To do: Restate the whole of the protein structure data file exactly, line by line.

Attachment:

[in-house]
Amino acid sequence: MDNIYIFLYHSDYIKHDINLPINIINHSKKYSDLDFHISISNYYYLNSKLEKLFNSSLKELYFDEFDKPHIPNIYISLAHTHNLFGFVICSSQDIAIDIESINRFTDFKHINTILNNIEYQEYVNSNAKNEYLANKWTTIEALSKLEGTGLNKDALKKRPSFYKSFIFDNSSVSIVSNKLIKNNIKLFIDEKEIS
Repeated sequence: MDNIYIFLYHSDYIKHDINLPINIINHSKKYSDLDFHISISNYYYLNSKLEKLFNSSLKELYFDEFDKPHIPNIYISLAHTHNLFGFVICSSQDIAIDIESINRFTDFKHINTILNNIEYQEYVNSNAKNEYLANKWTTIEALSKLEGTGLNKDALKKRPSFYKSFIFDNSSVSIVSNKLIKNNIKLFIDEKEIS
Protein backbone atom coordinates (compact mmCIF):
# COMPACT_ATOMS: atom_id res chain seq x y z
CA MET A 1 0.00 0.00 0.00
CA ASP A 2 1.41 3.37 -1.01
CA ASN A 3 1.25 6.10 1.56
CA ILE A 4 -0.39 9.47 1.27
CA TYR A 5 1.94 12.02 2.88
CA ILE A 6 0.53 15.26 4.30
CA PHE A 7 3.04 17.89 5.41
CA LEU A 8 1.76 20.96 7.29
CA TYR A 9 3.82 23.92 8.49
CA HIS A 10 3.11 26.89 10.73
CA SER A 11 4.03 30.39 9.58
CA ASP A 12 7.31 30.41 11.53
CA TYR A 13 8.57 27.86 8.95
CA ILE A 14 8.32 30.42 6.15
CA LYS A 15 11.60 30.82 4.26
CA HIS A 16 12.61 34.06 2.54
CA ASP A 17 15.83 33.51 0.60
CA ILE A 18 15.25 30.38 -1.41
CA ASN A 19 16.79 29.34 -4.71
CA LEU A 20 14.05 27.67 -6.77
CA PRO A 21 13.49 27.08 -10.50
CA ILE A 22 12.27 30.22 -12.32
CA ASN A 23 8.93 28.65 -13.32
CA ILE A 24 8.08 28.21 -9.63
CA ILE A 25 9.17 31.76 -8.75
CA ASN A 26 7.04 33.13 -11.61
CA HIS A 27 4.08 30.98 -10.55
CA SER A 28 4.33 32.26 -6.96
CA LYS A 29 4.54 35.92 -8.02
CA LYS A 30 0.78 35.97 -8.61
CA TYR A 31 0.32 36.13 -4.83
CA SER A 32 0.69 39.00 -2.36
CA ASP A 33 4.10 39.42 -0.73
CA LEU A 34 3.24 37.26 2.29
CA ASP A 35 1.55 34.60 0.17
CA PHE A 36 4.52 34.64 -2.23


[in-house]
Amino acid sequence: MDNIYIFLYHSDYIKHDINLPINIINHSKKYSDLDFHISISNYYYLNSKLEKLFNSSLKELYFDEFDKPHIPNIYISLAHTHNLFGFVICSSQDIAIDIESINRFTDFKHINTILNNIEYQEYVNSNAKNEYLANKWTTIEALSKLEGTGLNKDALKKRPSFYKSFIFDNSSVSIVSNKLIKNNIKLFIDEKEIS
Repeated sequence: MDNIYIFLYHSDYIKHDINLPINIINHSKKYSDLDFHISISNYYYLNSKLEKLFNSSLKELYFDEFDKPHIPNIYISLAHTHNLFGFVICSSQDIAIDIESINRFTDFKHINTILNNIEYQEYVNSNAKNEYLANKWTTIEALSKLEGTGLNKDALKKRPSFYKSFIFDNSSVSIVSNKLIKNNIKLFIDEKEIS
Protein backbone atom coordinates (compact mmCIF):
# COMPACT_ATOMS: atom_id res chain seq x y z
CA MET A 1 0.00 0.00 0.00
CA ASP A 2 1.41 3.37 -1.01
CA ASN A 3 1.25 6.10 1.56
CA ILE A 4 -0.39 9.47 1.27
CA TYR A 5 1.94 12.02 2.88
CA ILE A 6 0.53 15.26 4.30
CA PHE A 7 3.04 17.89 5.41
CA LEU A 8 1.76 20.96 7.29
CA TYR A 9 3.82 23.92 8.49
CA HIS A 10 3.11 26.89 10.73
CA SER A 11 4.03 30.39 9.58
CA ASP A 12 7.31 30.41 11.53
CA TYR A 13 8.57 27.86 8.95
CA ILE A 14 8.32 30.42 6.15
CA LYS A 15 11.60 30.82 4.26
CA HIS A 16 12.61 34.06 2.54
CA ASP A 17 15.83 33.51 0.60
CA ILE A 18 15.25 30.38 -1.41
CA ASN A 19 16.79 29.34 -4.71
CA LEU A 20 14.05 27.67 -6.77
CA PRO A 21 13.49 27.08 -10.50
CA ILE A 22 12.27 30.22 -12.32
CA ASN A 23 8.93 28.65 -13.32
CA ILE A 24 8.08 28.21 -9.63
CA ILE A 25 9.17 31.76 -8.75
CA ASN A 26 7.04 33.13 -11.61
CA HIS A 27 4.08 30.98 -10.55
CA SER A 28 4.33 32.26 -6.96
CA LYS A 29 4.54 35.92 -8.02
CA LYS A 30 0.78 35.97 -8.61
CA TYR A 31 0.32 36.13 -4.83
CA SER A 32 0.69 39.00 -2.36
CA ASP A 33 4.10 39.42 -0.73
CA LEU A 34 3.24 37.26 2.29
CA ASP A 35 1.55 34.60 0.17
CA PHE A 36 4.52 34.64 -2.23